Crossover Dream

Class Trumps Race in Eminem's '8 Mile'

The road in Detroit named Eight Mile is layered with meanings. It was an early surveyor's landmark; it's the border dividing the chocolate city from its ivory suburbs to the north. The MC5's "Borderline" could have been about it; Ted Nugent claimed he could smell Patti Smith's B.O. from across Eight Mile's eight lanes.

In 1974, after the city had elected Coleman Young as its first black mayor, he dropped some science that terrified those in the suburbs. "I issue a warning to all dope pushers, rip-off artists, and muggers. It's time to leave Detroit—hit the road. Hit Eight Mile Road." Sensitive suburbanites claimed he was inviting criminals to invade their brand-new neighborhoods, and they did everything they could to isolate the city and keep those abandoned buildings ablaze. On both sides of the divide, Eight Mile Road became the racial crossroads, albeit a crossroads strewn with strip clubs and party stores.

Even before there were any trailer parks, the city nurtured those who longed to cross boundaries. In 1863 a full-on race riot erupted after a man thought to be white was "unmasked" as African American, and charged with sexually assaulting two women—one white, one black. The man, Thomas Faulkner, was memorialized in this 19th-century rhyme scattered by a writer who signed his name "B. Clark Sr., A Colored Man."

Now it be remember'd that Falkner[sic] at right
Although call'd a 'nigger' had always been white,
Had voted, and always declared in his shop,
He never would sell colored people a drop.

 

He's what is call'd white, though I must confess,
So mixed are the folks now, we oft have to guess,
Their hair is so curl'd and their skins so brown,
If they're white in the country, they're niggers in town.

To which a viewer of 8 Mile might add, "If they're white from the trailer park, they're black after dark."

Up to now the genius of Eminem has been for short-circuiting understanding, for spotlighting the basic rhetorical rules we agree on—and then refusing to play along. You cannot disentangle his words, life, or art from one another. Sometimes he really means what he says and sometimes he's playing a part, and woe be to the outsider who can't tell the difference. Hate criminal, Bigfoot, latchkey kid, he's as much a product of the environment as any pop star could be, a great and useful monster to have on hand these past few years. But getting that person across in a movie wouldn't be easy, or likely to generate mega profits for the studio. So we get the latest version of crossover dreams.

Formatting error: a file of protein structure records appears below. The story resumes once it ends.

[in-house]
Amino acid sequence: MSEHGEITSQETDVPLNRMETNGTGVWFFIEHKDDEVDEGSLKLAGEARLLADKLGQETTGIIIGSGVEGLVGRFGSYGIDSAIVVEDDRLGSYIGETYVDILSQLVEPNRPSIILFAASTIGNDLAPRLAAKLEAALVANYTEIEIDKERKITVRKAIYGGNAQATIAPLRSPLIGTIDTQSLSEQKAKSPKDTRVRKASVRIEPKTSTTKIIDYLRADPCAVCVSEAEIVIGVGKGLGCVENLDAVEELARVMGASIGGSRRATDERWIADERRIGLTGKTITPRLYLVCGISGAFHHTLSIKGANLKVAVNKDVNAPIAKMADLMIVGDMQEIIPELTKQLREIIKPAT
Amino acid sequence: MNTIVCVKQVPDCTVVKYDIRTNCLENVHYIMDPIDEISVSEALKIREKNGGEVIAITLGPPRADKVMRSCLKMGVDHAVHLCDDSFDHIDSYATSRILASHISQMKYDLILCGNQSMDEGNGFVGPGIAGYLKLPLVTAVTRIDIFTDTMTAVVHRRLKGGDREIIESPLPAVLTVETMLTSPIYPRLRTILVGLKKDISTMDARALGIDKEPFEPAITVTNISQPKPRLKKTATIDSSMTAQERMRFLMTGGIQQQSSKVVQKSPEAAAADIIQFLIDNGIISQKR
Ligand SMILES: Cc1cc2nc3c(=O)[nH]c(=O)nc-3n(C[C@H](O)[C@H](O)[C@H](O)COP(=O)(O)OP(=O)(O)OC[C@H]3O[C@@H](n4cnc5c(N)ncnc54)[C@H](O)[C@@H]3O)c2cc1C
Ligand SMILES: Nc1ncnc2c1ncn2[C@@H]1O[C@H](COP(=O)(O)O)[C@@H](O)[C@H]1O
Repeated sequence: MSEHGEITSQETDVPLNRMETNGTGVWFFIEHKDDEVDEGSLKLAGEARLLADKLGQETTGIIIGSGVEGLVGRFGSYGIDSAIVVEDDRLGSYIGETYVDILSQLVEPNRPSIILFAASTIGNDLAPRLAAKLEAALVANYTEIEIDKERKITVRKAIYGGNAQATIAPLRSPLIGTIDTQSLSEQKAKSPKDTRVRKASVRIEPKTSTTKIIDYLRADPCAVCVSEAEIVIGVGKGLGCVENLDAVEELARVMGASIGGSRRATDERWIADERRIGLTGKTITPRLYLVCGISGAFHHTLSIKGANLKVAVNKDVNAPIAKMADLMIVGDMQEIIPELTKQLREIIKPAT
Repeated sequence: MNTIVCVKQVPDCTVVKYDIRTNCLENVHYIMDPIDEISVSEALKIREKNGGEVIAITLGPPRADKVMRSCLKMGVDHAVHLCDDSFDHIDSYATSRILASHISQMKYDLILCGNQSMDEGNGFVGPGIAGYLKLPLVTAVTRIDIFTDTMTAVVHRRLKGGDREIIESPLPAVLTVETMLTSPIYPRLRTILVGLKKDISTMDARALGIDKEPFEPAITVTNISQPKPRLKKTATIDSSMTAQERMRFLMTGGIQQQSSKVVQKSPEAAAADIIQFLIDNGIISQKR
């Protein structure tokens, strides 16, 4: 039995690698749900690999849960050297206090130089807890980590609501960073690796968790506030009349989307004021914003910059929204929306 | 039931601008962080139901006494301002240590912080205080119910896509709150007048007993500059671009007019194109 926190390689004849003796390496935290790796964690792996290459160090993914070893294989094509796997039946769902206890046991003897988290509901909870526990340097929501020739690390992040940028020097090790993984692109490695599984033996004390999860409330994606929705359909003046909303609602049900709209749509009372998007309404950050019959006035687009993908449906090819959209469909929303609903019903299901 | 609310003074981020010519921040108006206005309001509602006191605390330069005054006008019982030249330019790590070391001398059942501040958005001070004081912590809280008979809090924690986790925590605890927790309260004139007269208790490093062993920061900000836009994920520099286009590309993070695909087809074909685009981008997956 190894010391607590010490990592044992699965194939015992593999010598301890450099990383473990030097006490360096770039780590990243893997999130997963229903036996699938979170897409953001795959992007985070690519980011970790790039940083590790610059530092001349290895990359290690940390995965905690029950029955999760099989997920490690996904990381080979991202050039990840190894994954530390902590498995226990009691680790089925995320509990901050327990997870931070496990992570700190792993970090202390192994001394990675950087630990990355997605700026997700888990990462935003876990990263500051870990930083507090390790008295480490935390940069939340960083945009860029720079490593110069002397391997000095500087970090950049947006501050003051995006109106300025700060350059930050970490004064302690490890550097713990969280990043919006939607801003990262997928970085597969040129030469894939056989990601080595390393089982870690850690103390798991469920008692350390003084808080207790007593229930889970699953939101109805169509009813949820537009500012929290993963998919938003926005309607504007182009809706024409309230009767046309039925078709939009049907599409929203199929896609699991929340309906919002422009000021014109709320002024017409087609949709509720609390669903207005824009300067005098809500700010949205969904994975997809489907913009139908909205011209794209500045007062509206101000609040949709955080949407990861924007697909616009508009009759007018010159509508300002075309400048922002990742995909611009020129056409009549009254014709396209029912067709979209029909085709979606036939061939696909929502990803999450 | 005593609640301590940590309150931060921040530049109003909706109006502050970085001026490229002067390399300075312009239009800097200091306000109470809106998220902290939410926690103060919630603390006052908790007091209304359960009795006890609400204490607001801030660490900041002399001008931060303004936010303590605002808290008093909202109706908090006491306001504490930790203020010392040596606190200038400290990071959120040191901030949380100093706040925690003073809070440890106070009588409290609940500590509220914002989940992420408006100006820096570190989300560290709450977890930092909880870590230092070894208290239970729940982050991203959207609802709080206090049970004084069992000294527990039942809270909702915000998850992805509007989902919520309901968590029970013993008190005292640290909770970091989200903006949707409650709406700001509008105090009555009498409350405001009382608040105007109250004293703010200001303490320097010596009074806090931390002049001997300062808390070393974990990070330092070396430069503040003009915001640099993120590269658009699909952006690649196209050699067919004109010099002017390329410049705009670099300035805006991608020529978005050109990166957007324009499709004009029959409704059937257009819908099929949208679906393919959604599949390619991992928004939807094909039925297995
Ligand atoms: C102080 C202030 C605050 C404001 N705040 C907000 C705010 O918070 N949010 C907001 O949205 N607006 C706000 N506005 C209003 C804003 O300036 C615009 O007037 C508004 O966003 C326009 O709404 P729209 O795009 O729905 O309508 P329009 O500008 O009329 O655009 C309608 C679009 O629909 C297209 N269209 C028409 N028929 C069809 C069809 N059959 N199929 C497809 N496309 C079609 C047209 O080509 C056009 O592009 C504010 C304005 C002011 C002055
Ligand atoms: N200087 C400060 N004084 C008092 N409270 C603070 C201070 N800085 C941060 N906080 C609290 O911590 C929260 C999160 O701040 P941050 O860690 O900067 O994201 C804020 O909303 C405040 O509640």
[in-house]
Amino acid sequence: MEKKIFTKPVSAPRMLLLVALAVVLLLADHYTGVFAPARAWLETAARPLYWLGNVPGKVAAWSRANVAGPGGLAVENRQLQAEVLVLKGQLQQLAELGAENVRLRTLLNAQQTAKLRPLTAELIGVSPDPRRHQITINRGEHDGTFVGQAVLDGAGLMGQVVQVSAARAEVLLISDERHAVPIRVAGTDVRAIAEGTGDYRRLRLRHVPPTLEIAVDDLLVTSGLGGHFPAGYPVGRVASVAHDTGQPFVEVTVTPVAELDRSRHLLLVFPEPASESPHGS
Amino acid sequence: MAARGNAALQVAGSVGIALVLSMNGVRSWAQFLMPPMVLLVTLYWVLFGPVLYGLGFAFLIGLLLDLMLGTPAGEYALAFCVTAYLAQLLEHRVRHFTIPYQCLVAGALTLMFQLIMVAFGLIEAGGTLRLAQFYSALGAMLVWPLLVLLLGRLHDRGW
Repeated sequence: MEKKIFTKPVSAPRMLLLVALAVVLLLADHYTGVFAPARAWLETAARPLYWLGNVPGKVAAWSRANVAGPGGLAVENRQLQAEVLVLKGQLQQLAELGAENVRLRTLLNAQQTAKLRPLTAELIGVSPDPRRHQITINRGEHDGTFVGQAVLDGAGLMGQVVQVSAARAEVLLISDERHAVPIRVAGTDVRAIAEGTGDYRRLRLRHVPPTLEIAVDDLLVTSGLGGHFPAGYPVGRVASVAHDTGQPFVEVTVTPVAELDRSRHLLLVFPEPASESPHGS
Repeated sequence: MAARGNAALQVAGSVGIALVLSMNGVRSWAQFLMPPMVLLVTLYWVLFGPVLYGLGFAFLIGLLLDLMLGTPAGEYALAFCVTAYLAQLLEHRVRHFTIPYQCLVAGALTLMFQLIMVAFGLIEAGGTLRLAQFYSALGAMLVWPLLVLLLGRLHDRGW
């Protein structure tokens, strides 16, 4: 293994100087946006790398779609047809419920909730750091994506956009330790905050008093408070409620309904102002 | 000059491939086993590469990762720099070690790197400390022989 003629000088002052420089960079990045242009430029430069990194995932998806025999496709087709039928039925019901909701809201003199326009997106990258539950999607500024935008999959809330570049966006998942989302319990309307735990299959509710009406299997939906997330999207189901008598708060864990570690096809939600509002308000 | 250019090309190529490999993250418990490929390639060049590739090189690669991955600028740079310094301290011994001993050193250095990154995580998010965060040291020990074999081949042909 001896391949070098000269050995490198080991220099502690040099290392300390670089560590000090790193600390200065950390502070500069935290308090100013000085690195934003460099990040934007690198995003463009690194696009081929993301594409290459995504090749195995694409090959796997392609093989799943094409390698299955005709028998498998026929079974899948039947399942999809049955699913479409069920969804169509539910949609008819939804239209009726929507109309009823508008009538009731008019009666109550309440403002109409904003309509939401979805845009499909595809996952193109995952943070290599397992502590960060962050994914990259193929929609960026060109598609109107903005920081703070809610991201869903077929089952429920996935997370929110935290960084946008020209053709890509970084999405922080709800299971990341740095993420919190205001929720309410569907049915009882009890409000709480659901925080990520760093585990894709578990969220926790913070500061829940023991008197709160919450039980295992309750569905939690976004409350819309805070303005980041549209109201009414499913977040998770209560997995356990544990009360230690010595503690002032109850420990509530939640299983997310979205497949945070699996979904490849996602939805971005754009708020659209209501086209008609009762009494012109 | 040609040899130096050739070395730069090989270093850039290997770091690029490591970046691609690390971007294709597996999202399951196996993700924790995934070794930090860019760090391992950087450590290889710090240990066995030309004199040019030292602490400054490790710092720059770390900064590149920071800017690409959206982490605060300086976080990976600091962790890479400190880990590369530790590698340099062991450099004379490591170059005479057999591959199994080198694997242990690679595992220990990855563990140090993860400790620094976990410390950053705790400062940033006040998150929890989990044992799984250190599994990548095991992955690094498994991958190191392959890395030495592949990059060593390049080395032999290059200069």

At least Eminem's comfortable in front of the camera. Comfortable, that is, playing himself—or, bizarrely, a rewritten, reductive, and whitewashed version of himself. The general coordinates are in place—trailer home, Detroit, etc.—but the script crucially blanches the details. This is hagiography that takes advantage of a large audience to recast its hero. Eminem has been known to wave guns at foes on street corners; Rabbit pointedly barks at a buddy to put his gun away on a street corner. Eminem curses out his mother and says she's dead to him; Rabbit protects his mom when her boyfriend pushes her around. Eminem utters homophobic epithets; Rabbit sticks up for a gay guy singled out by another rapper. Eminem gulps down 'shrooms and purple pills; Rabbit has his head screwed on pretty well. Eminem learns to market his rage; Rabbit learns to control his. They have taken a question mark and turned him into a logo.


imagine entertainment honchoBrian Grazer may have got the project going, Curtis Hanson gave it a reason to exist, and Eminem brought it to life, but one more auteur hangs out in the background: 8 Mileco-producer and Interscope co-chairman Jimmy Iovine. Eminem gets under Iovine's skin. In recent years Iovine has declared white culture is over, and taken it as something of a mission to explain how race is receding as a marker of identity. Eminem is his proof that America is changing—he's not an Elvis figure, the record maker explains, because Elvis never got the kind of props in the black community that Eminem receives. Today "it's about class, not race, and hip-hop is one of the reasons," he recently told the L.A. Times.

You have to wonder if Iovine would be saying this if he didn't have Limp Bizkit and Eminem on his label, two white, hip-hop-influenced platinum acts. Or if he didn't know he was just playing charades—race is talked about all the time, while class distinctions remain taboo in a country where politicians excoriate those who "talk class warfare" and where everybody calls themselves middle class. Bringing up race can be bad for business—especially if you're white in the hip-hop world—while talking up class is a winner's game because absolutely nothing is at risk.

This gloss on race doesn't fit the real Detroit, the backdrop that keeps breaking through 8 Mile's frame. The city is a product of race politics, a place where whites bailed after riots in 1967 and left a black power structure without resources to maintain a city. It's starting to shake off decades of entropy, but color-blind it isn't and shouldn't be. How many first-run movie theaters exist within city limits? One. Maybe the producers could have built a multiplex set, and then left it behind.

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